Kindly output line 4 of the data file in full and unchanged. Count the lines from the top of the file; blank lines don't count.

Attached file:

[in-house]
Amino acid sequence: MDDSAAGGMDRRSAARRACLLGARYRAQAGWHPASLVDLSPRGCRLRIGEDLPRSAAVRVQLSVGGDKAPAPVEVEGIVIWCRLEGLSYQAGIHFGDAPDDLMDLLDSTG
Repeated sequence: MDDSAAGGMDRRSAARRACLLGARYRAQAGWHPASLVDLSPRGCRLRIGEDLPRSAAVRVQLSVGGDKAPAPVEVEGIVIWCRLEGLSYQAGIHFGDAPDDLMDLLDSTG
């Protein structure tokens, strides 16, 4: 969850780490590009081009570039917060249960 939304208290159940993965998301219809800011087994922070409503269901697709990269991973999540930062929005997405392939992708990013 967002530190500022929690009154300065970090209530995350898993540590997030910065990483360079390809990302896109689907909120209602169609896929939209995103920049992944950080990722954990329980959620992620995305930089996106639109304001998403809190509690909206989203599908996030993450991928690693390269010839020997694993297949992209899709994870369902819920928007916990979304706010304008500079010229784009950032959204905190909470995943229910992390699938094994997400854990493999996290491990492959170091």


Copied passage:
């Protein structure tokens, strides 16, 4: 969850780490590009081009570039917060249960 939304208290159940993965998301219809800011087994922070409503269901697709990269991973999540930062929005997405392939992708990013 967002530190500022929690009154300065970090209530995350898993540590997030910065990483360079390809990302896109689907909120209602169609896929939209995103920049992944950080990722954990329980959620992620995305930089996106639109304001998403809190509690909206989203599908996030993450991928690693390269010839020997694993297949992209899709994870369902819920928007916990979304706010304008500079010229784009950032959204905190909470995943229910992390699938094994997400854990493999996290491990492959170091």